It was early autumn, and the locals told me that I had arrived just before the seasons shifted and the rains arrived. I wouldn’t have known it. Taking a swim didn’t help either. At an uncomfortable 30°C (86°F), the salty Red Sea provided no relief from the 35°C (95°F) breeze. Air conditioning was rare. I lethargically waited under the ceiling fan for the sun to set. Why had I decided to visit Eritrea?
Months earlier, while planning a six-month round-the-world trip, my friend and I looked at a map of Asia and Africa, and compromised. Both of us wanted to go to Ghana and India. But we had bought the limited-mileage ticket, and visiting both countries meant we wouldn’t be able to visit Europe. We compromised: if we were going to India, we could also go to an African country, but only if it was in the north. And now we were sitting in the heat, wondering why we were apparently the only foreigners in the country who weren’t working for the U.N.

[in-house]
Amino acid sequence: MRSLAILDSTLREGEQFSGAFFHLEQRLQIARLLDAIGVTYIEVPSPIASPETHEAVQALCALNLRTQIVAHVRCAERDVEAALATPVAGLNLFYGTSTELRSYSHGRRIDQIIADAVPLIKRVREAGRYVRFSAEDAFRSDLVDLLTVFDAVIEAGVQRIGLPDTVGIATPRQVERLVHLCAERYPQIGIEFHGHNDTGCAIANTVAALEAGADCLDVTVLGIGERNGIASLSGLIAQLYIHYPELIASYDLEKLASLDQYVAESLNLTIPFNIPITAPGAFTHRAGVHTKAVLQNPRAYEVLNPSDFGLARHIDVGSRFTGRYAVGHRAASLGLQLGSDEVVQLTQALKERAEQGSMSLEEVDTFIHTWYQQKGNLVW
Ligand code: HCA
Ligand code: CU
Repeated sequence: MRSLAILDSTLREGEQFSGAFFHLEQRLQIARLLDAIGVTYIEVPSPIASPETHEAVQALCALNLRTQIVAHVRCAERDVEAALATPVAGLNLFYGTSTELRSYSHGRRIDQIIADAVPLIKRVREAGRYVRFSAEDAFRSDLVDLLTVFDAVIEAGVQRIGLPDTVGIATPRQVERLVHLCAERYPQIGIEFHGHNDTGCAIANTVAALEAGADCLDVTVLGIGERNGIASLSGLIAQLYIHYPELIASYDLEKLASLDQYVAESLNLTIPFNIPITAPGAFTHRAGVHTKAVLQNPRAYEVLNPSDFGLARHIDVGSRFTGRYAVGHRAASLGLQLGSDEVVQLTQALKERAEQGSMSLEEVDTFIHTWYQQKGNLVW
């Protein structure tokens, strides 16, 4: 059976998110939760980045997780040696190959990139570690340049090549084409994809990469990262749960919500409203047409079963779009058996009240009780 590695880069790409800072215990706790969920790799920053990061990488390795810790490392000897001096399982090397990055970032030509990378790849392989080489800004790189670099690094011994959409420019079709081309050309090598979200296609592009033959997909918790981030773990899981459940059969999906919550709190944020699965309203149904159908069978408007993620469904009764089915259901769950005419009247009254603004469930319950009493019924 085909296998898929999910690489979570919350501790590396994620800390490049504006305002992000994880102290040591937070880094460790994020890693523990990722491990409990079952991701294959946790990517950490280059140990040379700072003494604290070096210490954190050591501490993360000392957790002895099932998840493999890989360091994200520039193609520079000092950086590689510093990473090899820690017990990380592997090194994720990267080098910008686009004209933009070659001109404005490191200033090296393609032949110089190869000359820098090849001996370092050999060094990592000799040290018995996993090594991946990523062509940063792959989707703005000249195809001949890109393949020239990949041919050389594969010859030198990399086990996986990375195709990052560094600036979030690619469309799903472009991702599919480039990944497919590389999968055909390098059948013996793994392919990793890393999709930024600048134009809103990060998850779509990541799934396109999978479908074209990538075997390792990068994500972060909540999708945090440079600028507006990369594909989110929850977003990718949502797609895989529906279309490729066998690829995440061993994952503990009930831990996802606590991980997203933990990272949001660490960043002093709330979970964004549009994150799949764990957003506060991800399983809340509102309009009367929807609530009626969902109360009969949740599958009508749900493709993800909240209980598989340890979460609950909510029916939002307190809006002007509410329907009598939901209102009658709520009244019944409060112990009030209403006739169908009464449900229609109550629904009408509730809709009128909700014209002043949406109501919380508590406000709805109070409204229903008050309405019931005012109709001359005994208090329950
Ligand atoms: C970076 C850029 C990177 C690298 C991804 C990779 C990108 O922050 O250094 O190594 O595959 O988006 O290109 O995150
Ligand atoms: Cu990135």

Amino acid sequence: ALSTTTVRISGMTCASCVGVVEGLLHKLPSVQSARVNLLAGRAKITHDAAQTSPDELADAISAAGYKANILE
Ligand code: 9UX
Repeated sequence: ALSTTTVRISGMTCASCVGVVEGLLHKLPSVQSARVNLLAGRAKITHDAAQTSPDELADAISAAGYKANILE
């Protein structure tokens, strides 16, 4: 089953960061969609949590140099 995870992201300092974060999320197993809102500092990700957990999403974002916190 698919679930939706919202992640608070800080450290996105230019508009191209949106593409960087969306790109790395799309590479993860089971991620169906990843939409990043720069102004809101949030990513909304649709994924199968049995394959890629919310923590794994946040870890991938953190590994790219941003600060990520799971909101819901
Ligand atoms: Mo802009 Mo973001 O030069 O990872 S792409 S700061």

The evening, however, brought happy activity. As the sun set, a call to prayer rang out from the local minaret. Families ordered tea and cakes at the local hotel restaurant. Music played on the radio. A wedding party began to sing and dance in the streets against the bullet-ridden walls and bombed mosque domes, reminders of a decade-old war with Ethiopia.
That evening I felt a paradigm shift, and began to see that – in Rick Steves’ words – travel is a political act. I had been atop the Eiffel Tower and walked beside the canals of Venice, but neither of those experiences had prompted this shift. I no longer wanted to travel the way I had before, a guide book in one hand, a camera in another. I wanted to know more about the people I was meeting, their language, their religions, their government. Continue reading